This is part of a series covering the whole of the Never Ending Tour. You can find an index to all the articles here.
The review of 2003 is now complete: the articles for that year can be found at
NET, 2004, Part 1 – The best singing audience
By Mike Johnson (Kiwipoet)
“Listen to me; you are the best singing audience we’ve ever had. We play that song a thousand times and nobody could sing with it.” (Bob Dylan onstage, Glasgow, 24th June)
The problem with 2004 is that it lies in the shadow of 2003. In many respects it is an extension of 2003, or a repeat of it, often with the same arrangements and style as the earlier year built around Dylan’s keyboard playing. We have seen what an innovative year 2003 was, the arrangements and style forged in that year carrying Dylan through to 2005. In 2006, another major shakeup takes place as Dylan moves from the piano to the organ.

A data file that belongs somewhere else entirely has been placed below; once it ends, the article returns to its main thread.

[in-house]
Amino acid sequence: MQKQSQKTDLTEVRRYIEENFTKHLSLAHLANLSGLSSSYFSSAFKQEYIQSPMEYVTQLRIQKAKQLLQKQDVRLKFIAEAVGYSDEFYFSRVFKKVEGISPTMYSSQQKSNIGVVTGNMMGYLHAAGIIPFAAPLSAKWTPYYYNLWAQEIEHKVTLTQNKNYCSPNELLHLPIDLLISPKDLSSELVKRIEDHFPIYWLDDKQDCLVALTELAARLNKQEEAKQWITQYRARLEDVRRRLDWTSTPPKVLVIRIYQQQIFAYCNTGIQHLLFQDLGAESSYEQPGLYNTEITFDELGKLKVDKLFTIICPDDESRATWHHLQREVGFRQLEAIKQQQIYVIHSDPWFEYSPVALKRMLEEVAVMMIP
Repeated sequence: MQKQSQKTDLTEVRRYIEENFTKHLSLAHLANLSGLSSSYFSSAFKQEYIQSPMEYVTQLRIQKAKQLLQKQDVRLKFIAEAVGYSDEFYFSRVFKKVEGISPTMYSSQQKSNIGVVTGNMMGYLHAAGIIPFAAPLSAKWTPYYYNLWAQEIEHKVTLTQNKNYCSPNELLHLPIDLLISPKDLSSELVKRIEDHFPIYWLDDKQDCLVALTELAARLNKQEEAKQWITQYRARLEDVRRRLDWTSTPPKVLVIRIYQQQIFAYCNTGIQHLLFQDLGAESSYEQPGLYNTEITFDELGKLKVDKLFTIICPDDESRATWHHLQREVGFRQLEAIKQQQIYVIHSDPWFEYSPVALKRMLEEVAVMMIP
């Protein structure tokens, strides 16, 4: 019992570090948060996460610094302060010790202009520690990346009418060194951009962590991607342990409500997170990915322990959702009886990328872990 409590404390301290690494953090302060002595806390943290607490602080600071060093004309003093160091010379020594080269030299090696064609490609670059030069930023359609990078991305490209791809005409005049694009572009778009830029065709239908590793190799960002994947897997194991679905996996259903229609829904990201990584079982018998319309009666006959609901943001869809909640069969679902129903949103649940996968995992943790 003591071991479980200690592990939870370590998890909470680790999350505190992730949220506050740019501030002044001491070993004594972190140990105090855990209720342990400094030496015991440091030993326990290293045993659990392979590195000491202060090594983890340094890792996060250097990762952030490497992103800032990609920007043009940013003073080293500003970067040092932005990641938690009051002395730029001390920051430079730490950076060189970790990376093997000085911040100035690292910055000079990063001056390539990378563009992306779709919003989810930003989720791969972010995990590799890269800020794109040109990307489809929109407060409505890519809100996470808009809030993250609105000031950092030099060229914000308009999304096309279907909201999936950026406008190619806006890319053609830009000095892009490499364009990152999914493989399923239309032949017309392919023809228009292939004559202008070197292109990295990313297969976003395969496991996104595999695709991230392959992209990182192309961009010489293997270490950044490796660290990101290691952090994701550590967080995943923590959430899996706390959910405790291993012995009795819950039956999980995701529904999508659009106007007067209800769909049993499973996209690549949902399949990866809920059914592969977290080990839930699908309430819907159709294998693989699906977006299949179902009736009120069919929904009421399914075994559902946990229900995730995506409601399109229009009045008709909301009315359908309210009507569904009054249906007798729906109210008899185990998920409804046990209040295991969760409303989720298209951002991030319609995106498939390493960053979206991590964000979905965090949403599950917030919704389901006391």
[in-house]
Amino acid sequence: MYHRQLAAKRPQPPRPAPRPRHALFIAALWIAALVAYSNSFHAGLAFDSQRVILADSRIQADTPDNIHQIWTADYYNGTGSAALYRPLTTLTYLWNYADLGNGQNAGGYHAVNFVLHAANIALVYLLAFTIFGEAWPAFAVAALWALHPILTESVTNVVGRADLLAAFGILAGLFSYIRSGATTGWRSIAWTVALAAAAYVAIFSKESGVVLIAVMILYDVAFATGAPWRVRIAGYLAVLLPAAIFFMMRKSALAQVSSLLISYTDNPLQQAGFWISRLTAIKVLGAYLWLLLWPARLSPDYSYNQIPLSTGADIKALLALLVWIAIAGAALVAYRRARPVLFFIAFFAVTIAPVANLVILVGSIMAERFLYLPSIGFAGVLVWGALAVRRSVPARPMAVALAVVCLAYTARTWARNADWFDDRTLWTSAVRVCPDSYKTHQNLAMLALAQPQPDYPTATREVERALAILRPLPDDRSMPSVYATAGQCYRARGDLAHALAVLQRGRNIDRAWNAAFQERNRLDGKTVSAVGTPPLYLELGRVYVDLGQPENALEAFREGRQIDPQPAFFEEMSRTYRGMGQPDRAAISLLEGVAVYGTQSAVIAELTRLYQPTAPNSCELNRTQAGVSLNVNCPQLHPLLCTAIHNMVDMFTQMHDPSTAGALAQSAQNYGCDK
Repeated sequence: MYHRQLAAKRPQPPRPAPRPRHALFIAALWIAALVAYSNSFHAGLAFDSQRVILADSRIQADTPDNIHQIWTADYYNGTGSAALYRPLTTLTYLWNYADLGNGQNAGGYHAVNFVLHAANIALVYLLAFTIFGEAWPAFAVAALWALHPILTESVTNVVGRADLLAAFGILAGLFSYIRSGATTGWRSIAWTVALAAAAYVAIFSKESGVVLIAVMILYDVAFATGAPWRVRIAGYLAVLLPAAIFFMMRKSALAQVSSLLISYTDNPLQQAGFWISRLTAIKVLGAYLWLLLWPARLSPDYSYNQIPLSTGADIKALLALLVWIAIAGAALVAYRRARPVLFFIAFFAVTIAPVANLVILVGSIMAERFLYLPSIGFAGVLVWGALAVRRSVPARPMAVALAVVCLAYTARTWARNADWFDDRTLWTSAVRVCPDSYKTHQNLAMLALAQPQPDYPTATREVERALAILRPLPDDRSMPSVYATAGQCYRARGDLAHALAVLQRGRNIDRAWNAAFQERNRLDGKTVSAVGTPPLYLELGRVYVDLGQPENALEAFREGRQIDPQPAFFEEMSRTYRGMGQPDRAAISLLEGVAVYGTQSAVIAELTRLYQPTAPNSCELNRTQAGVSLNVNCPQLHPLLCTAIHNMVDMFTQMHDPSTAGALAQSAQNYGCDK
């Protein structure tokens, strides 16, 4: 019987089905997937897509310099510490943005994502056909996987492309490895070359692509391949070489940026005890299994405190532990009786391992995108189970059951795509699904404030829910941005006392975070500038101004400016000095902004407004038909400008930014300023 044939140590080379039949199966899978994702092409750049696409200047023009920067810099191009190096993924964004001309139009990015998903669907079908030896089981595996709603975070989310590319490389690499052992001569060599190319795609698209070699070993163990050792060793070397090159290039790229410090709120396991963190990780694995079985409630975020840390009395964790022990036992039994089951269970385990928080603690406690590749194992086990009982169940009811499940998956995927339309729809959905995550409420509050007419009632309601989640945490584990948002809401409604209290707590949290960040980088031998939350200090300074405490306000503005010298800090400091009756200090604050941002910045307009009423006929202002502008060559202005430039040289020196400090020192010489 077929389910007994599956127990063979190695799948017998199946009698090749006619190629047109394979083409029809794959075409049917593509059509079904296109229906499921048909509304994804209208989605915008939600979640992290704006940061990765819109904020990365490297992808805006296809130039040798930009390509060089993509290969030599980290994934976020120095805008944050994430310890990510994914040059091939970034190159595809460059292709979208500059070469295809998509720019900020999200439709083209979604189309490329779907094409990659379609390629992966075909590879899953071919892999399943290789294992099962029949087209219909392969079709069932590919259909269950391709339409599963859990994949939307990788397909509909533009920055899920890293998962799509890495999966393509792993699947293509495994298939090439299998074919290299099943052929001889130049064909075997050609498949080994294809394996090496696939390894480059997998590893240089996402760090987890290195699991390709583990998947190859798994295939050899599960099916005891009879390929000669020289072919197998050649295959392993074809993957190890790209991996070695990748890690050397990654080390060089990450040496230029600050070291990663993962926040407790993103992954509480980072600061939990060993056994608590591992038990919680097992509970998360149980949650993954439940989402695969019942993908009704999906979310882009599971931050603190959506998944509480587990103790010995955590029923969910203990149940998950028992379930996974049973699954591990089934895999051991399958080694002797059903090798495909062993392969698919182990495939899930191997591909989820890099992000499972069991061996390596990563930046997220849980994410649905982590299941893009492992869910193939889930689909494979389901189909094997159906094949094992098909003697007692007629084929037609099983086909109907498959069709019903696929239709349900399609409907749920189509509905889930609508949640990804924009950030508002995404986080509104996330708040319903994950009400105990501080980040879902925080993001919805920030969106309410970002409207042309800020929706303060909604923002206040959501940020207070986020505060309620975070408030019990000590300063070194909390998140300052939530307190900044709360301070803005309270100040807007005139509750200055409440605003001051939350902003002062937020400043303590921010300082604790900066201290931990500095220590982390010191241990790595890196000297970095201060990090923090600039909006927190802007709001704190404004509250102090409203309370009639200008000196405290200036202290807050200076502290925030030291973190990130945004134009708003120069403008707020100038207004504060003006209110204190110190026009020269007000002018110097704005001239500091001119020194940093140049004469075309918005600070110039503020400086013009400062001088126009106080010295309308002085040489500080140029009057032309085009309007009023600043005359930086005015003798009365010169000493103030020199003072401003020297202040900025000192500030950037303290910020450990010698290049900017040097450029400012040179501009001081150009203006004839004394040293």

And yet when we look more closely at 2004, we find it is not a pale imitation of 2003. The arrangement may be the same, but the sound is often heavier and thumpier, with Dylan’s voice richer and throatier. He may have been riding on the energy of 2003, but some of the 2004 performances outshine those of the previous year.
Dylan’s relationship with his audiences has been as contentious as everything else that he does. He is accused of ignoring his audiences (because he refuses to butter them up with lots of ra-ra talk about how wonderful it is to be in that town etc), never speaking to them and so on. Dylan is famous for coming onstage, playing his songs and walking off without a (spoken) word or a smile. His grumpiness is also legendary. At one concert in 2003 he cleared the two front rows because of their disruptive behaviour. But this caricature of a boorish Dylan is far too simplistic. Dylan’s relationship with his audience is complex and nuanced. He can perform through the racket of a rowdy audience as if they weren’t there, but can also woo an audience and respond to a quieter, focused concentration with exquisite performances.